Attachments and Children with disabilities

Topics: Attachment theory, John Bowlby, Mary Ainsworth Pages: 10 (2177 words) Published: March 10, 2015

Attachments and the Effects of Children with Disability

When reading the article and the definitions of Attachment based on Bowlby and Mary Ainsworth we can debate the fact that how we make attachments plays a key role in the future as adults. Bowlby believed that the earliest bonds formed by children with their caregivers have a tremendous impact that continues throughout life. He suggested attachment also serves to keep the infant close to the mother, thus improving the child's chances of survival. We can learn that Attachment theory is focused on the relationships and bonds between people, particularly long-term relationships including those between a parent and child. The central theme of attachment theory is that primary caregivers who are available and responsive to an infant's needs allow the child to develop a sense of security. The infant knows that the caregiver is dependable, which creates a secure base for the child to then explore the world. It is through his studies and clinical work that we can understand that early childhood experiences have an important influence on development and behavior later in life. Furthermore, he explains that our early attachment styles are established in childhood through the relationship we develop with infants or care givers. During research we understand that Ainswoth also contribute and confirmed the work of Bowlby, stating that through her studies it turned out that secure attachment was significantly correlated with maternal sensitivity and through another clinical study when mothers meshed their own playful behavior with that of their babies, infants responded with joyful bouncing, smiling, and vocalizing. However, when mothers initiated face-to-face interactions silently and with an unsmiling expression, ensuing interactions were muted and brief from the child. This evidence shows that attachment patterns established early in life can lead to a number of outcomes. She also revealed through her study “Strange Situation” the effects of attachment on behavior and their response to situation where they were left alone or with a stranger and the child’s reactions. This again proving that attachment patterns established early in life can lead to a number of outcomes. For example, children who are securely attached as infants tend to develop stronger self-esteem and better self-reliance as they grow older; and those children without these attachments can grow older to be fearful, insecure and low self-esteem. The goal of the attachment system is protection at times of danger, which is achieved by seeking proximity and contact with the primary caregiver to ensure safety and survival at times of fear, distress, anxiety and abandonment (Bowlby 1969). We can also understand that children’s temperament has been found to affect the manner in which the security or insecurity was expressed. For example, a study by Belsky & Rovine (1987) found that although caregiver factors determined whether an infant developed a secure or insecure attachment, the child’s temperament did appear to affect the manner in which the security or insecurity was expressed. There is a further suggestion that parental might be affected by the child’s initial reactivity, temperamental difficultness, ability to self-regulate. In this analysis, children who are irritable, sensitive and easily aroused might place higher demands and increased levels of stress on their parents. For example, studies by Susman Stillman et al. (1996) and van den Boom (1994) found that irritable infants in disadvantaged environments were more likely to be classified insecurely attached (Child and Family Social Work 2006, 11, pp 95–106). Vaughn & Bost(1999) observe that It may be that when a parent’s economic, social, and/or psychological resources are strained, an irritable or otherwise difficult infant elicits less than optimal caregiving, which in turn potentiates the assembly of an...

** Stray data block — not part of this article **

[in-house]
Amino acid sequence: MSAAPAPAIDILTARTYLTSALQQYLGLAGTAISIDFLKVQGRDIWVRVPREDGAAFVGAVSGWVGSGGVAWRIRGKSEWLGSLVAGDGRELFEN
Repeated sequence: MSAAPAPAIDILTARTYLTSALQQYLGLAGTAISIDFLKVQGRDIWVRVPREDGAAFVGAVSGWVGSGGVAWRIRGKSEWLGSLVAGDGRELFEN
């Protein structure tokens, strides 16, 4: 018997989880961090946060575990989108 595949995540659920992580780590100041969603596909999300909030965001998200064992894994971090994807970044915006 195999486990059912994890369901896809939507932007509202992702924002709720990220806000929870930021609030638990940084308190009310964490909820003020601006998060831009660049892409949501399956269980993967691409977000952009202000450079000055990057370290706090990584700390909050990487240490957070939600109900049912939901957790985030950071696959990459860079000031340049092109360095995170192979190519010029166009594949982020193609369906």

References: Bowlby, J. (1969) Attachment and Loss, Volume 1: Attachment . Hogarth Press, London.
Clements, M. & Barnett, D. (2002) Parenting and attachment among toddlers with congenital anomalies. Infant Mental Health Journal , 23, 625–642.
Lyons-Ruth, K., Bronfman, E. & Atwood, G. (1999) A relational diathesis model of hostile-helpless states of mind: expressions in mother–infant interaction. In: Attachment Disorganization (eds J. Solomon & C. George), pp. 33–70. Guilford Press, New Y ork.
Kempt, G., Smith, M., & Segal, J. (2012 October). Learning Disabilities in Children Types of Learning Disorders and Their Signs. http://
Susman-Stillman, A., Kalkoske, M., Egeland, B
Learning Disabilities Association of America Articles (2012 September, 22).
LDA Position Statement ht://
University of Washington (2012 April, 12). Academic Accommodations for Students
With Learning Disabilities, Achieving Equal Access through Accommodations and Universal Design
Vaughn, B.E.& Bost, K.K. (1999) Attachment and temperament: redundant, independent, or interacting influences on interpersonal adaptation and personality development?. In: Handbook of Attachment (eds J. Cassidy & P. Shaver), pp. 198–
Attachment Disorganization J. Salomon, C. George, 1999
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